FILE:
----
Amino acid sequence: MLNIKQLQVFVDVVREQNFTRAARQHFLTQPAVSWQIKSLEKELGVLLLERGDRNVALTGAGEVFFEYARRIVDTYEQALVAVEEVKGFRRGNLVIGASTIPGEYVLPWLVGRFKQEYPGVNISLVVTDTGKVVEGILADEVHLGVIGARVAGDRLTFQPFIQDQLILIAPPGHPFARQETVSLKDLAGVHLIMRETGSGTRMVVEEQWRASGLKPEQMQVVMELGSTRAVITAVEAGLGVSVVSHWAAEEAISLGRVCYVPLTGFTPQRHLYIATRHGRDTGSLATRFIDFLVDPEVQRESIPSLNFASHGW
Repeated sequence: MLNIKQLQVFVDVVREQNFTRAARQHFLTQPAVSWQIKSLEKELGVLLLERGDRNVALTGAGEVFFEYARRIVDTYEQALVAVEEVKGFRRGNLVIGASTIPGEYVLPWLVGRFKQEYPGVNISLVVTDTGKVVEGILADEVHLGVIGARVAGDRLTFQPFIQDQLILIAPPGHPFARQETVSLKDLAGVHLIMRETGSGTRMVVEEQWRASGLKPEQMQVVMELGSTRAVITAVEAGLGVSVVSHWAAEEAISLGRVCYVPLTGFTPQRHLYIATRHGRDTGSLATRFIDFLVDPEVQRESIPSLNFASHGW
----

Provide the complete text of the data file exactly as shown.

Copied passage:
Amino acid sequence: MLNIKQLQVFVDVVREQNFTRAARQHFLTQPAVSWQIKSLEKELGVLLLERGDRNVALTGAGEVFFEYARRIVDTYEQALVAVEEVKGFRRGNLVIGASTIPGEYVLPWLVGRFKQEYPGVNISLVVTDTGKVVEGILADEVHLGVIGARVAGDRLTFQPFIQDQLILIAPPGHPFARQETVSLKDLAGVHLIMRETGSGTRMVVEEQWRASGLKPEQMQVVMELGSTRAVITAVEAGLGVSVVSHWAAEEAISLGRVCYVPLTGFTPQRHLYIATRHGRDTGSLATRFIDFLVDPEVQRESIPSLNFASHGW
Repeated sequence: MLNIKQLQVFVDVVREQNFTRAARQHFLTQPAVSWQIKSLEKELGVLLLERGDRNVALTGAGEVFFEYARRIVDTYEQALVAVEEVKGFRRGNLVIGASTIPGEYVLPWLVGRFKQEYPGVNISLVVTDTGKVVEGILADEVHLGVIGARVAGDRLTFQPFIQDQLILIAPPGHPFARQETVSLKDLAGVHLIMRETGSGTRMVVEEQWRASGLKPEQMQVVMELGSTRAVITAVEAGLGVSVVSHWAAEEAISLGRVCYVPLTGFTPQRHLYIATRHGRDTGSLATRFIDFLVDPEVQRESIPSLNFASHGW